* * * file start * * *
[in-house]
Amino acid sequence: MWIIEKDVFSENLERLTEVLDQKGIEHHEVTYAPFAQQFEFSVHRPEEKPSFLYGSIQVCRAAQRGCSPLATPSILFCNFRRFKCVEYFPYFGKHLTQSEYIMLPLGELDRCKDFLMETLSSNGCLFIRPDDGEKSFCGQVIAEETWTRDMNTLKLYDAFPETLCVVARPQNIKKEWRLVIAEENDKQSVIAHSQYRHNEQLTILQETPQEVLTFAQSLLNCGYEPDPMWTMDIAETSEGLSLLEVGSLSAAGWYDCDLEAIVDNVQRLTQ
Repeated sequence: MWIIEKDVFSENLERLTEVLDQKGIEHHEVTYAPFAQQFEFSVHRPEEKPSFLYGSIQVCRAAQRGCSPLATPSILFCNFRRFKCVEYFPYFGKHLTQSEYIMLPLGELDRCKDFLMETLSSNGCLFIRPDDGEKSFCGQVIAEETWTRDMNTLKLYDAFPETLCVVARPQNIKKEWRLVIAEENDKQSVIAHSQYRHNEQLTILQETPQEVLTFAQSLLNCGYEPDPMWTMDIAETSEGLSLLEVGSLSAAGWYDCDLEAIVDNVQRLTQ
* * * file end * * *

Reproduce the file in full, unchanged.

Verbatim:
[in-house]
Amino acid sequence: MWIIEKDVFSENLERLTEVLDQKGIEHHEVTYAPFAQQFEFSVHRPEEKPSFLYGSIQVCRAAQRGCSPLATPSILFCNFRRFKCVEYFPYFGKHLTQSEYIMLPLGELDRCKDFLMETLSSNGCLFIRPDDGEKSFCGQVIAEETWTRDMNTLKLYDAFPETLCVVARPQNIKKEWRLVIAEENDKQSVIAHSQYRHNEQLTILQETPQEVLTFAQSLLNCGYEPDPMWTMDIAETSEGLSLLEVGSLSAAGWYDCDLEAIVDNVQRLTQ
Repeated sequence: MWIIEKDVFSENLERLTEVLDQKGIEHHEVTYAPFAQQFEFSVHRPEEKPSFLYGSIQVCRAAQRGCSPLATPSILFCNFRRFKCVEYFPYFGKHLTQSEYIMLPLGELDRCKDFLMETLSSNGCLFIRPDDGEKSFCGQVIAEETWTRDMNTLKLYDAFPETLCVVARPQNIKKEWRLVIAEENDKQSVIAHSQYRHNEQLTILQETPQEVLTFAQSLLNCGYEPDPMWTMDIAETSEGLSLLEVGSLSAAGWYDCDLEAIVDNVQRLTQ